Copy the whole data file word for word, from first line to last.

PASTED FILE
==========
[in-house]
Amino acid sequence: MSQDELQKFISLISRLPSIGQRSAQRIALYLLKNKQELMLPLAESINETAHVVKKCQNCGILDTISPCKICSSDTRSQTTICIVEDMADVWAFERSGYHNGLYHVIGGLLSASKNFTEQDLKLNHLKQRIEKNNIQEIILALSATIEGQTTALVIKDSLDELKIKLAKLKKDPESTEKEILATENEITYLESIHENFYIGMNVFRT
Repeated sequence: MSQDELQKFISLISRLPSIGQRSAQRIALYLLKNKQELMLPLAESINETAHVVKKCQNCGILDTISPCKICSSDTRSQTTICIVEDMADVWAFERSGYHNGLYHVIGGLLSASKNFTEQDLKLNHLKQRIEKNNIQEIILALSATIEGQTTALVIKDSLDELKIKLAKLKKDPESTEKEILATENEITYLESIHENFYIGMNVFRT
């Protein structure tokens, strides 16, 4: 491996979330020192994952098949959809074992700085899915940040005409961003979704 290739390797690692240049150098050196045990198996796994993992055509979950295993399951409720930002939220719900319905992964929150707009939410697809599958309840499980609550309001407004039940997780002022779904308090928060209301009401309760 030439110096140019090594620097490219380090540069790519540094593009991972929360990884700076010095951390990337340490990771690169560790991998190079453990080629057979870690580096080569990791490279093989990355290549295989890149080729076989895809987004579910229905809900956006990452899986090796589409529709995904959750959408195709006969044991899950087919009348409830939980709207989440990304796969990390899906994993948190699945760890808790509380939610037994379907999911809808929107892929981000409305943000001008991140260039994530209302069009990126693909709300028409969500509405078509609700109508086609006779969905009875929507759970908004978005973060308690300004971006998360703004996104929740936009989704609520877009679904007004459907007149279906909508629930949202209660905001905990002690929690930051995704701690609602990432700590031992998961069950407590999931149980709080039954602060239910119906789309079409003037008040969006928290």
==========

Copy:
[in-house]
Amino acid sequence: MSQDELQKFISLISRLPSIGQRSAQRIALYLLKNKQELMLPLAESINETAHVVKKCQNCGILDTISPCKICSSDTRSQTTICIVEDMADVWAFERSGYHNGLYHVIGGLLSASKNFTEQDLKLNHLKQRIEKNNIQEIILALSATIEGQTTALVIKDSLDELKIKLAKLKKDPESTEKEILATENEITYLESIHENFYIGMNVFRT
Repeated sequence: MSQDELQKFISLISRLPSIGQRSAQRIALYLLKNKQELMLPLAESINETAHVVKKCQNCGILDTISPCKICSSDTRSQTTICIVEDMADVWAFERSGYHNGLYHVIGGLLSASKNFTEQDLKLNHLKQRIEKNNIQEIILALSATIEGQTTALVIKDSLDELKIKLAKLKKDPESTEKEILATENEITYLESIHENFYIGMNVFRT
């Protein structure tokens, strides 16, 4: 491996979330020192994952098949959809074992700085899915940040005409961003979704 290739390797690692240049150098050196045990198996796994993992055509979950295993399951409720930002939220719900319905992964929150707009939410697809599958309840499980609550309001407004039940997780002022779904308090928060209301009401309760 030439110096140019090594620097490219380090540069790519540094593009991972929360990884700076010095951390990337340490990771690169560790991998190079453990080629057979870690580096080569990791490279093989990355290549295989890149080729076989895809987004579910229905809900956006990452899986090796589409529709995904959750959408195709006969044991899950087919009348409830939980709207989440990304796969990390899906994993948190699945760890808790509380939610037994379907999911809808929107892929981000409305943000001008991140260039994530209302069009990126693909709300028409969500509405078509609700109508086609006779969905009875929507759970908004978005973060308690300004971006998360703004996104929740936009989704609520877009679904007004459907007149279906909508629930949202209660905001905990002690929690930051995704701690609602990432700590031992998961069950407590999931149980709080039954602060239910119906789309079409003037008040969006928290």